The first racist incident to rock Oregon City High School happened Monday.
In a tweet from an account that has since been deleted, the Oregonian reported, a former student posted a picture with a group of friends, which included current students, holding a sign that said "Welcome back to the farm, nigger" and a drawing of a Ku Klux Klan member.
The incidents piled up from there.
On Tuesday, a member of the school's girls basketball team tweeted a picture of a note left on her door that said, "Go back to picking cotton, nigger. Black lives don't matter."
Then, on Wednesday, a photo circulated depicting (mostly white) students holding a Photoshopped banner that said "niggers" and "We want attention" over the original sign, "Black lives matter."
As of the 2013-2014 school year, black students comprised about 1% of the school's student body — 26 out of 2,172 students.
Students staged a walkout Thursday protest the ongoing racially charged events at the school.
The protest took place in a courtyard that was not accessible to members of the press.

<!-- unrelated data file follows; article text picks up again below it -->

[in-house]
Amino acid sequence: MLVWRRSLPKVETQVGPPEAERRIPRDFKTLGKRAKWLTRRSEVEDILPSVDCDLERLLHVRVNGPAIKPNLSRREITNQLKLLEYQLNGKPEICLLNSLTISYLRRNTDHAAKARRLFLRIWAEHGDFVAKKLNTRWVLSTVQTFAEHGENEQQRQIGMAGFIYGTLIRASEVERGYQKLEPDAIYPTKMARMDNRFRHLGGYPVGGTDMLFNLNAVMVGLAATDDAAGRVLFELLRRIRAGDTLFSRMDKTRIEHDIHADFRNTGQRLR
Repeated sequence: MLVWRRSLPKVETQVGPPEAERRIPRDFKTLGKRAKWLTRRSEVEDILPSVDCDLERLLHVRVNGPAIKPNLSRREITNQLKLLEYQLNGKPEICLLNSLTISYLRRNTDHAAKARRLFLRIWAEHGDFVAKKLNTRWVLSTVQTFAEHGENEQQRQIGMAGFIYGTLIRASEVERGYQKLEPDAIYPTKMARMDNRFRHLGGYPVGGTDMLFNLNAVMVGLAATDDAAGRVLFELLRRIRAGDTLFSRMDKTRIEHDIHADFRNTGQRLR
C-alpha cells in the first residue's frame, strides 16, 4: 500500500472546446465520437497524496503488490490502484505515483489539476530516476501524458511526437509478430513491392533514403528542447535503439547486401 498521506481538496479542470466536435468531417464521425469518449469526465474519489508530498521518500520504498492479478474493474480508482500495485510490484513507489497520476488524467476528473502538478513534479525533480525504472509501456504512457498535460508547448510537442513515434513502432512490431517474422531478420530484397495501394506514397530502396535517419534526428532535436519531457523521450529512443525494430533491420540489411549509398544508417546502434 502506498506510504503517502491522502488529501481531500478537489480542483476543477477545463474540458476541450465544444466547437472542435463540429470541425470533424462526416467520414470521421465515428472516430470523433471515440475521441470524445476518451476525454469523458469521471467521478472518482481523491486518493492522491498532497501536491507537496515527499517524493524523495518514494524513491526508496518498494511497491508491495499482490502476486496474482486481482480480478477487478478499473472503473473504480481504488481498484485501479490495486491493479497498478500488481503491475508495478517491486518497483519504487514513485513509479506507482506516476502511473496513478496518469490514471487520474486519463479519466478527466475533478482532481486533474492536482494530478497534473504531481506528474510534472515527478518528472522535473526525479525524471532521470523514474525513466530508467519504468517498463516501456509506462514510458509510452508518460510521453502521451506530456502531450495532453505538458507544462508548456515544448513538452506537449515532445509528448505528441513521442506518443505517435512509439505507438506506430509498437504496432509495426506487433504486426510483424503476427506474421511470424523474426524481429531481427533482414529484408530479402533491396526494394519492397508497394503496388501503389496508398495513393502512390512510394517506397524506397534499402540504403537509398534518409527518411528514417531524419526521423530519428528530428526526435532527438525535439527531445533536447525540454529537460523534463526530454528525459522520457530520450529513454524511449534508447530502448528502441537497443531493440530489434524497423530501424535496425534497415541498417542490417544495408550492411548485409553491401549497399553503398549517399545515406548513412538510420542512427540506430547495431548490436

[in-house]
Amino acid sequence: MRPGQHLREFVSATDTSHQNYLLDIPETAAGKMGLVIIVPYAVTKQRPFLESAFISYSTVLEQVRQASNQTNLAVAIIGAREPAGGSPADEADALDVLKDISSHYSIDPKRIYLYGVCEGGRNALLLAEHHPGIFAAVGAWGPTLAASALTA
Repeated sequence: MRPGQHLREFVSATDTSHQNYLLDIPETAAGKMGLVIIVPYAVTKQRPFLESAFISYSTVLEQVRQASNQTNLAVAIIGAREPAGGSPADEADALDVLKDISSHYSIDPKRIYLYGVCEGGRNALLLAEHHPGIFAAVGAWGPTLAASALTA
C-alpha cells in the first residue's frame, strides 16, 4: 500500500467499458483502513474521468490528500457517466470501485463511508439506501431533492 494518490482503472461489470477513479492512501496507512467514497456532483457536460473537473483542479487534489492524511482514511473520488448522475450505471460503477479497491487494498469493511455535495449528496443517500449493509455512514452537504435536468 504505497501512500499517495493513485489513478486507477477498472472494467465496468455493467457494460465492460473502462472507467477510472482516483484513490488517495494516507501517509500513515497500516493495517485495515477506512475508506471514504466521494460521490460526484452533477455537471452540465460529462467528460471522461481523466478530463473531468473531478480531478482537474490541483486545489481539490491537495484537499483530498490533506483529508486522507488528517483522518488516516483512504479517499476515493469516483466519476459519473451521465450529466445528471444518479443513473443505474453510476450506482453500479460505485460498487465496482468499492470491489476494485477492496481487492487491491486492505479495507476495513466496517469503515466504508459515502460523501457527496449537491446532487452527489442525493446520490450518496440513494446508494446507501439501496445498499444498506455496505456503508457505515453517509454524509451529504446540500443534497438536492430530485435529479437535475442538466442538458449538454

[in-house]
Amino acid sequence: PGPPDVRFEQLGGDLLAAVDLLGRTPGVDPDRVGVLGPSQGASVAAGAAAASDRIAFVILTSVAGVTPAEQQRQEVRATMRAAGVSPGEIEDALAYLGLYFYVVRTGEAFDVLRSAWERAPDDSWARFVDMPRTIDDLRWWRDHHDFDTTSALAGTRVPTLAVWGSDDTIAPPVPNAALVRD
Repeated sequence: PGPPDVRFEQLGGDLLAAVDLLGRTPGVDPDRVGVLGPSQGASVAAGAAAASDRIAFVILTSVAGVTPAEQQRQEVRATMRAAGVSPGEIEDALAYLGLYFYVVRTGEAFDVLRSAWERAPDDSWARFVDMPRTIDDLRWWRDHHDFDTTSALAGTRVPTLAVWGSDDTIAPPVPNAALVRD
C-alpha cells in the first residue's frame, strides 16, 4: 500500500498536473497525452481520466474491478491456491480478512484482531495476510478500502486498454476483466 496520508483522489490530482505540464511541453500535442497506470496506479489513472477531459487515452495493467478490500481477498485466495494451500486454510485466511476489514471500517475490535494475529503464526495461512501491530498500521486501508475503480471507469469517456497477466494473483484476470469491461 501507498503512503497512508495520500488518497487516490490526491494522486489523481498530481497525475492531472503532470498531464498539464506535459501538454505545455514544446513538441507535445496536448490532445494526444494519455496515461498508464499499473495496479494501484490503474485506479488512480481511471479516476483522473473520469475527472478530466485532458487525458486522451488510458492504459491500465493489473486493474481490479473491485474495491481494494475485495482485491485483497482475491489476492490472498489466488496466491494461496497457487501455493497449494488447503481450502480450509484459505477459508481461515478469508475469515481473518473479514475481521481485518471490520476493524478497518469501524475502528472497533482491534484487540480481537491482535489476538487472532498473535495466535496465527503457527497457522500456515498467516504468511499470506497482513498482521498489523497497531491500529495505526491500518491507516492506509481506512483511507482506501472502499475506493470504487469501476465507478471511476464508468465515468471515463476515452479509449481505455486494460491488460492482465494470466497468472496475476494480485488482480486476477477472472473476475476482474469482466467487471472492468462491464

According to the Oregonian, Michael Clark, spokesman for the Oregon City School District, said the student body planned unity events, like a candlelight vigil Thursday night, with the support of school administrators. The protest was not part of those events and was not school sanctioned.
"While this was not a school-sanctioned event, we remain proud of the students at Oregon City High School for standing in solidarity with each other," Clark said to the Oregonian. "We commend the staff for expertly providing the space and support students needed for an outlet of strong emotion. Participants peacefully expressed their outrage in a positive manner and demonstrated their commitment to ensuring a safe and respectful learning environment for everyone."
After the protest, one student, Myra Jones, said to the media she was "upset because this is not changing anything."
Another student told the Oregonian that student athletes were being threatened with being cut from the team if they participated in the protest.
In another video of the protest, student agreed that the presidential election and the rise of Donald Trump have created an atmosphere where these racist incidents could occur.
One student said the election has created a space where people are more apt to make racist and sexist comments because they know other people hold that view.
"I feel like the reason why this is happening is because of Donald Trump being so racist and sexist," another student said. "A lot of people think it's OK to do it, so they're doing it."
According to KATU, one student involved in the original picture from Monday has since apologized for their involvement
"I apologize to every single person this offends," the apology reads. "I screwed up by being in this picture and I know that but I can't change it now as much as I wish I could."